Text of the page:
Barbara Peene (POM West-Flanders): “Future Logistics Hub puts businesses on the road to the Physical Internet”
POM West-Flanders – Collaboration Partner of Log!Ville – opened the Future Logistics Hub in the ABC tower in Zeebrugge around one and a half years ago. This interactive experience centre was founded to inform and inspire businesses, governmental bodies, college/university and post-graduate students about the logistics of the future and, more specifically, the Physical Internet. The initiative is complementary to Log!Ville and the two organisations are increasingly working together.
While Log!Ville focuses on mature technologies that are yet to become mainstream, the Future Logistics Hub concentrates on the Physical Internet. This is an open network of connected logistics hubs and services within which physical objects are installed, stored, supplied and used in the most efficient way possible. Or, in other words, it is a network of logistics hubs within which transport volumes and transport methods are aligned with one another via the exchange of data.
The concrete use of the Physical Internet, the basis for the sustainable and synchromodal goods flows of the future, is not yet a genuine option but businesses can now begin to anticipate its various aspects. Barbara Peene, Programme Manager Physical Internet at POM West-Flanders: ‘The Future Logistics Hub informs and inspires visitors by enabling them to interactively discover what the Physical Internet is, how they could optimise their supply chains, and what the added value of multimodal transport could be. We run through the various building blocks with them to create a future with the Physical Internet.
As well as businesses, the Future Logistics Hub is also targeting knowledge institutions (university and postgraduate students) and government bodies. A visit to the interactive experience centre lasts around three hours and covers three components.
‘The first is a serious game which raises awareness among visitors about the benefits of using multimodal and synchromodal transport. Up to twenty participants are given a tablet to fulfil a task, specifically taking a product from A to B in Europe and using as much multimodal transport as possible. First, they begin separately and then they work with other participants to make the transport cheaper and lower in carbon emissions, and finally, we compare their solution with the ideal route worked out by a system,’ she explains.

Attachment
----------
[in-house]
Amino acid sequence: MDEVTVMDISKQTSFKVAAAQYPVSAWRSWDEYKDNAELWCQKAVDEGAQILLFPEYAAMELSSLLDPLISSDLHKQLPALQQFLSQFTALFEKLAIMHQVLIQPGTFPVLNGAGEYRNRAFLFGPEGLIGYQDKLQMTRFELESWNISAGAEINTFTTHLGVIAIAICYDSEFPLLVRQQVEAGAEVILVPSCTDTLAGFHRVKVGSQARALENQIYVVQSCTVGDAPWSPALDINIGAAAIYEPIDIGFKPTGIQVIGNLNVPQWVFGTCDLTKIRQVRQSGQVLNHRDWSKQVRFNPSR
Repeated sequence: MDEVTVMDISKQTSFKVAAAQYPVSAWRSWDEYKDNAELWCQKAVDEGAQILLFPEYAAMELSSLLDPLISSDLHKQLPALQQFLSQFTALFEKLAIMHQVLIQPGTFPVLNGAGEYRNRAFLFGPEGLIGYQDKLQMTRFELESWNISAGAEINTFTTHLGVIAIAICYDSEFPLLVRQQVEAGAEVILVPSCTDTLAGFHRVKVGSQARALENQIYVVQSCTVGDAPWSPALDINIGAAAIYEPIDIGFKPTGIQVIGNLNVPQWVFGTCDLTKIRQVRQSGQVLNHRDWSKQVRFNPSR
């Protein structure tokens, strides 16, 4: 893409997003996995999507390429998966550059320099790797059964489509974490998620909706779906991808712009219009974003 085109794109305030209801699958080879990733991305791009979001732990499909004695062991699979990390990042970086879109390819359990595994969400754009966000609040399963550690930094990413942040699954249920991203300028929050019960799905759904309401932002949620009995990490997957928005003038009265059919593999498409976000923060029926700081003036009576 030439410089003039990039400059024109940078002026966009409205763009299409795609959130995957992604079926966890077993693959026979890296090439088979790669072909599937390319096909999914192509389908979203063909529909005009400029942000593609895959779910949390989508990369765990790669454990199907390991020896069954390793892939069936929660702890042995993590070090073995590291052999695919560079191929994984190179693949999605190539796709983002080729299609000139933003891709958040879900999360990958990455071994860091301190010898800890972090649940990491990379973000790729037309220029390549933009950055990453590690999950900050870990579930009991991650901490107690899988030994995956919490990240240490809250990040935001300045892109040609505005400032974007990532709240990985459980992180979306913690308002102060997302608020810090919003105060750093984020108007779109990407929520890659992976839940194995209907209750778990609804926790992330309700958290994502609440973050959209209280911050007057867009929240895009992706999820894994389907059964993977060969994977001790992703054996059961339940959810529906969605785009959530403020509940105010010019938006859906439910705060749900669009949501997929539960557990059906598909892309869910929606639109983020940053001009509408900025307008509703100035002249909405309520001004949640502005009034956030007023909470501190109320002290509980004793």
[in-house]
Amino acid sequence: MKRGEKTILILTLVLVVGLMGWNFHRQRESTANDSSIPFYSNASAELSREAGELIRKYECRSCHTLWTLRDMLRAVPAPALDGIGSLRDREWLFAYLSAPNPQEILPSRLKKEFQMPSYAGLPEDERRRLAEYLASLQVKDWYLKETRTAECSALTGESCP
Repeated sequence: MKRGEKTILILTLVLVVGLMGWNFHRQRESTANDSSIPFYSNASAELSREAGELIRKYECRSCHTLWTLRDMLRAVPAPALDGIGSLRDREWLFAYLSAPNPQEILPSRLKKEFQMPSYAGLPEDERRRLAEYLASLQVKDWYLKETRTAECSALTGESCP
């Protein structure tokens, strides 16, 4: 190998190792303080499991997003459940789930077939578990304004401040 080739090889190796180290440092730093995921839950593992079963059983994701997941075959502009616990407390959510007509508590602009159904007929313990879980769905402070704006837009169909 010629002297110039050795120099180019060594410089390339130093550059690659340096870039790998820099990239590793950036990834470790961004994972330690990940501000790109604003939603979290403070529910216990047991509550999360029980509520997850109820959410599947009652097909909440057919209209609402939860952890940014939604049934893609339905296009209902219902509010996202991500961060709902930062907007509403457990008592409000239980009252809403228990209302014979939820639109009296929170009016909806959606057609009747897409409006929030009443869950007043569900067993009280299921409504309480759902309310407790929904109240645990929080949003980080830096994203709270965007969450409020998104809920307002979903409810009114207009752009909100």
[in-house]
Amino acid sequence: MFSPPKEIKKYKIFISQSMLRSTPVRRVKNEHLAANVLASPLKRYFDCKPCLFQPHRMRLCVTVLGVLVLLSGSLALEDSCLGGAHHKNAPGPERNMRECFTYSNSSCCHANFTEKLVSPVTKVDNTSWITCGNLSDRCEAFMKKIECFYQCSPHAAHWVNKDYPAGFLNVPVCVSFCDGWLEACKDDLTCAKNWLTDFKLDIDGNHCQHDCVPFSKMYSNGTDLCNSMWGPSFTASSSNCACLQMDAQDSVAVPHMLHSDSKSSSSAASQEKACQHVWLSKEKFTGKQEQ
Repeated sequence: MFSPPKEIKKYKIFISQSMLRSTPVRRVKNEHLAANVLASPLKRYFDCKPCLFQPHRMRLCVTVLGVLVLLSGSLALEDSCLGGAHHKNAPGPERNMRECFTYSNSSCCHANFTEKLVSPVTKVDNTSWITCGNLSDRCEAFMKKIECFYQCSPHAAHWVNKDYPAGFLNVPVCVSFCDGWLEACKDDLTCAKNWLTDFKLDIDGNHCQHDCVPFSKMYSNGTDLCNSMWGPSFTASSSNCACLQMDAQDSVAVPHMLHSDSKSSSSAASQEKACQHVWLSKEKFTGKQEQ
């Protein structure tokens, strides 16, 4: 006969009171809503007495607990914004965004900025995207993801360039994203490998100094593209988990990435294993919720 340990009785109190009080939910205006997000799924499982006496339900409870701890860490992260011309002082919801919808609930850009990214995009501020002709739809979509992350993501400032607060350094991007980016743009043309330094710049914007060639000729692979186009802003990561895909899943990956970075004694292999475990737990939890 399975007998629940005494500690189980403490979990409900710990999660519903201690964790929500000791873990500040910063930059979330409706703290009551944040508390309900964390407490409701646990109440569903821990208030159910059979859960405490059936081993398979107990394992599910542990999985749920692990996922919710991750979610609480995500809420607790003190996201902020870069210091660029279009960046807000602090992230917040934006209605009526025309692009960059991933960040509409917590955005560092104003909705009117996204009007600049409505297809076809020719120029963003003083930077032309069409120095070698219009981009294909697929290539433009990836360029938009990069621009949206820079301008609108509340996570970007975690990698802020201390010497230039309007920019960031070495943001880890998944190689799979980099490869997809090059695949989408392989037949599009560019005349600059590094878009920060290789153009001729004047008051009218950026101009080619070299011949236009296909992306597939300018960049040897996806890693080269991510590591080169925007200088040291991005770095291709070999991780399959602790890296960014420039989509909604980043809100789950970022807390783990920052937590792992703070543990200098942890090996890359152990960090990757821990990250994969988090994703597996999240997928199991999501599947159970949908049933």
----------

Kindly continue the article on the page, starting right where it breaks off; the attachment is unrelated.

The second step is information. ‘We clearly explain to companies how they can get moving towards the Physical Internet by letting them discover what it is and how it enables them to use the capacity of the various modes most effectively. In the current supply chains, we often find inefficiencies which prevent businesses from fulfilling their full potential. The whole sector also needs to become more efficient in the context of the European Green Deal. In the second area, we provide ideas to take their logistics processes to a higher level and let them find out about Logistics 4.0,’ adds Barbara Peene.
Along the way, five secondary elements are also covered: digitalisation, automation, collaborative shipping (working with others to use more multimodal transport methods), value-added logistics/services, and last-mile logistics with an emphasis on urban distribution.
‘We aim to convince SMEs to work harder on digitalisation and automation and encourage them to embrace new technologies. In addition, we highlight any other aspects of their supply chains that could be improved. Take urban distribution, for example. Businesses will find out that there are various ways to supply cities, including urban distribution hubs on the outskirts of the city which combine shipments, or how they can better capitalise on the timeframes that some cities use. We also demonstrate how a digital twin for a city or port can be used to ramp up the efficiency of logistics flows,’ Barbara Peene explains.
‘In the third section, we demonstrate some best practices. We use inspiring practical examples to show the visitor how the solutions are applied within these five themes. Companies that have already implemented blockchain, AI, digital twins, AR/VR, synchromodality or automatic warehouses explain how their process developed and the benefits they have reaped, using films, photos and infographics. With these concrete examples, we aim to inspire SMEs and encourage them to take the necessary efficiency steps,’ she adds.
These best practices are proposed by organisations such as Agristo, Westlandia, Oesterbank, Zoutman, Seafar and Group De Cloedt. Every six months, new innovative business cases are added.
Collaboration with Log!Ville
‘The Future Logistics Hub is thus a source of inspiration for businesses but also fulfils an educational role in the sense that university and postgraduate students can also find out how pioneering and even futuristic the logistics sector is. In Zeebrugge, we do this in a purely digital way, while Log!Ville uses its demonstration centre to provide physical examples. The two initiatives complement one another perfectly. They reinforce each other,’ says Barbara Peene.
That is why we want to work together even more. In the first phase, approximately twenty partners of Log!Ville will go to Zeebrugge on 9 February to find out more about the Future Logistics Hub. We will then organise a visit for West-Flanders companies to Log!Ville in May. On the basis of feedback from visitors, we will then look at how we can further expand the collaboration,’ she explains.